WEST VALLEY CITY — When In The Heights, featuring songs by then-unknown Lin-Manuel Miranda, premiered, it won the hearts of New York City — and the 2008 Tony Award for Best Musical. There have only been a few times in my life that I can say I was truly surprised in a wonderful way by a show, and In the Heights for the first time was one of those. Having lived there for a few years, the heart of the show, the community it embraced, and the love it portrayed struck my very soul. With a book written by Quiara Alegría Hudes, the show was written to provide accurate portrayals of the lives and experiences of the Hispanic community in New York City. This is why I have approached seeing productions of this show with some trepidation, especially with my desire to see the inhabitants of Washington Heights portrayed accurately in terms of casting and thematic elements.
I asked to review In the Heights for several reasons. First, I have been thrilled by the previous work at West Valley Arts and the efforts they have into the achieving artistic and creative excellence. Second, I was excited to see what director Juan Hector Pereira had in store for a New York lover like myself. Additionally, I have been a professor of multiculturalism and spent much of the last decade working in immigration and refugee human services. In my capacity as an audience goer, critic, and listener of stories of people whose cultures are different than mine, I have learned the importance of representation, and I recognize how story telling can be sacred, especially when the story may not always be directed at me.
Like Pereira, the majority of the production team of In The Heights belongs to the community on stage, and this showed in so many lovely ways. One of my very favorite scenes was the “Carnaval Del Barrio,” where the choreography of Izzy Arrieta prominently featured in an exuberant fiesta. Seeing this cast exude the energy, led by Daniela (played by the majestic Luseane Pasa, who stole the show each and every time she walked on the stage), was enough to bring tears of joy. Additionally, Carla (played delightfully by Teresa Jack) sings a line in the song in which she lists through all the countries of her mixed Latin American heritage, and ends up with “So I always say I’m from Queens!” I had brought my biracial daughter with me to this gem of a production, and she reminded me that this line is now a TikTok trend for all the biracial, BIPOC kids who feel seen by this show and the recognition of their story.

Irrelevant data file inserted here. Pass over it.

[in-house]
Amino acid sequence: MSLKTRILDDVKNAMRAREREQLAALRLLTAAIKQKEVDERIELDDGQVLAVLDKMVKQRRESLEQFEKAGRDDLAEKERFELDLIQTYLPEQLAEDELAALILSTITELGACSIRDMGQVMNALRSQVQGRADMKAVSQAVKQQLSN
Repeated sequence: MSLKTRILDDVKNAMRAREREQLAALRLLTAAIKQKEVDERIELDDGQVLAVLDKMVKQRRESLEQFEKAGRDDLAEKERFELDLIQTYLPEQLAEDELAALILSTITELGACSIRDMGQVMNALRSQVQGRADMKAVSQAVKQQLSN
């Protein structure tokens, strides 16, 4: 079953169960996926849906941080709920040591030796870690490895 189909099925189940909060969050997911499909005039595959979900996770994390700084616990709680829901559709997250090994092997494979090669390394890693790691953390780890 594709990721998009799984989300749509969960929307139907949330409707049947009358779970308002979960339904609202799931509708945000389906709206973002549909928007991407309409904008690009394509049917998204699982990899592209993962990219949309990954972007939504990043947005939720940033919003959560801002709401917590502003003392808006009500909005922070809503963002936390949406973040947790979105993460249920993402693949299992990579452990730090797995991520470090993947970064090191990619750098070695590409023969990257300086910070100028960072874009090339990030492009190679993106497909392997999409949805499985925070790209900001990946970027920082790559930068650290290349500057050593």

I was also taken by the set design by Jason Baldwin. Having lived in Queens and Brooklyn, I walked into West Valley Performing Arts Center and felt like I had come home. I loved the choices of using the different areas of the theatre in the round to portray the dispatch, the salon, and the fire escapes. The rest of the set pieces were on wheels, with the bodega coming in and out when needed, and the street art, which is part of the story, was perfection.
I could highlight each cast member of In the Heights and describe what they added to the production. Abuela Claudia (played by Sonia Maritza Inoa-Rosado Maughan) is such an integral part not only to the show but to the understanding of the culture. Maughn was simply outstanding in both regards. In her song “Paciencia y Fe,” there is a reveal at the end that got enough gasps from the audience. The moment was a reminder that there are too many people that have not seen this show and need to. I confess that this portrayal of Usnavi, by Pedros Flores, had to grow on me. Usnavi is awkward, and Flores was conspicuously so in the first number. But as his chemistry with the rest of cast grew, that awkwardness blossomed into wonderful, authentic relationships. Vanessa (played by Micki Martinez) interacted with Flores impeccably. Finally, Benny (played by Kirt Banks) and Nina (played by Beatriz Melo) rounded off a perfectly assembled cast.
There were over 160 highly talented BIPOC performers that auditioned for this show. Sometimes the excuse is made that Utah does not have the right level of talent to mount plays that feature diverse casts. But West Valley Arts and other companies have shown this is not the case.
In the Heights is not about me. Yet, I recognize the privilege of seeing the magic and even more so the true beauty of the story being told by the people who know it well. Out of everything I have seen in Utah this year, the West Valley Arts production of In the Heights is the most memorable.